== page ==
The problem is that the goal of Ubuntu is to breach the mainstream market, for which the current set-up is not well designed.  Ask the average person what a package manager is and you'll get a blank stare.  Similarly, command-line is an immediate killer.  And a perhaps unavoidable issue is that installers need to be tailored to the OS and there are a lot of versions of Linux.

Lastly, a somewhat ironic issue has been that I've found the system relatively unstable compared to what I've been used to in XP.  While, as I mentioned, the system is very responsive, I have managed to freeze the Ubuntu equivalent of Explorer on a few different occasions and have had to restart to resolve it (though I wouldn't count out a better way to fix it).

As time progresses, Ubuntu slowly manages to become more and more a potential mainstream breakthrough.  It's still not there, but enough hassle has been worked out that for light beginner users I would seriously recommend it.  For someone who just needs Internet access with some e-mail, maybe a little music, Ubuntu's got it well covered and you don't have to worry about them trying to download Antivirus 2009.

So what about me?  I've still got some work to do.  As yet I haven't gotten around to setting up a programming environment, but I wholly intend to.  I do still have to settle on an editor; unfortunately Notepad++ is not available in Ubuntu, so without running WINE or adapting the source code, it's time to learn a new editor.  It'll likely never be the case that I'll have abandoned Windows as it'll likely never be the case that Windows application development will be abandoned.

There's still the chance that Ubuntu or perhaps another distribution could take over the vast majority of my time, but for most users, I don't think it's worth the effort just yet.
Posted by Ellyoda Mon, 02 Feb 2009 06:25:06 (comments: 3)
Mon, 02 Feb 2009 08:13:42
Hey I use a Sansa too.

Does textpad run in ubuntu?  This is something I want to do but my question is this (and it's always this with linux) : How is the install?
Mon, 02 Feb 2009 08:31:47
Textpad? *looks up* Looks like it's Windows-only (basically anything with the option to "Buy" is not something that's going to be in Linux).  Mousepad, and "Text Editor" are installed by default.  The most popular text editors (for coding, anyway) in Linux are emacs and vi/vim.  The easiest/laziest way to find if a program has a Linux version is to just search Wikipedia for the program, then on the right overview there's usually a row "OS".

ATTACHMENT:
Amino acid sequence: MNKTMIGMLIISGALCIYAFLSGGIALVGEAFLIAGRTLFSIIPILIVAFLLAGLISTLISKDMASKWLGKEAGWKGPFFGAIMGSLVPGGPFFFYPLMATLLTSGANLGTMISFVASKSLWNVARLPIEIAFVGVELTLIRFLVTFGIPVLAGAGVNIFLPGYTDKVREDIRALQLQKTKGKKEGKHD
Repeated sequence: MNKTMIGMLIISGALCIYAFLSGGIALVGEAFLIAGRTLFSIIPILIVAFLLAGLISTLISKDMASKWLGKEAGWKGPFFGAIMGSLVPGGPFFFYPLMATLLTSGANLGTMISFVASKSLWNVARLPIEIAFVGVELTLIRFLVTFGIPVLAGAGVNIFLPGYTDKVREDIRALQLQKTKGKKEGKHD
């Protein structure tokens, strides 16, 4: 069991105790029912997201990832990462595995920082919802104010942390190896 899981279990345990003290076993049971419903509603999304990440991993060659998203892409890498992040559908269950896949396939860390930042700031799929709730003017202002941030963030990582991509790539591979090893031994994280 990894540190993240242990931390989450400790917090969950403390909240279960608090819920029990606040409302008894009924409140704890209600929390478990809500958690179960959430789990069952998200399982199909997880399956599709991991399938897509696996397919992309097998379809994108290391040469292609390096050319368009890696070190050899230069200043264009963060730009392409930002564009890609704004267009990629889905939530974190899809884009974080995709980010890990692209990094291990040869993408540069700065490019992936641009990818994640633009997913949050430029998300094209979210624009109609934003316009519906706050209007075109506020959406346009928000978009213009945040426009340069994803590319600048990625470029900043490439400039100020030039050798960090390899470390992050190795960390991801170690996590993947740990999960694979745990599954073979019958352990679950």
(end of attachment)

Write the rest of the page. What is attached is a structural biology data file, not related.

A separate issue in terms of just getting a program to run is WINE.  WINE is a library that allows you to run Windows applications within Linux, so I'd bet you can probably get it to run that way.  I've had issues in the past with WINE, so I'm avoiding it entirely now, but that's not to say it doesn't have good uses.

The install varies depending on the distribution.  Ubuntu is very streamlined, but quite functional as well.  I prefer it to the Windows install (mainly because of gparted partition manager), though it takes about as long.  Just as an example of another distribution, DSLinux requires the partition done before hand, then you install in the Live CD mode with the option to install to harddrive.  A little cumbersome.

The best thing about Linux is that it pretty much always comes with a Live boot option, which basically means you can run the operating system right off the CD/DVD.  Not only is this fantastic for system maintenance and repair, it lets you try out the OS without installing.
Tue, 03 Feb 2009 09:34:43
That is good (your last para).  I'm going to give this a try, along with the freeware boot manager you suggested when I get situated.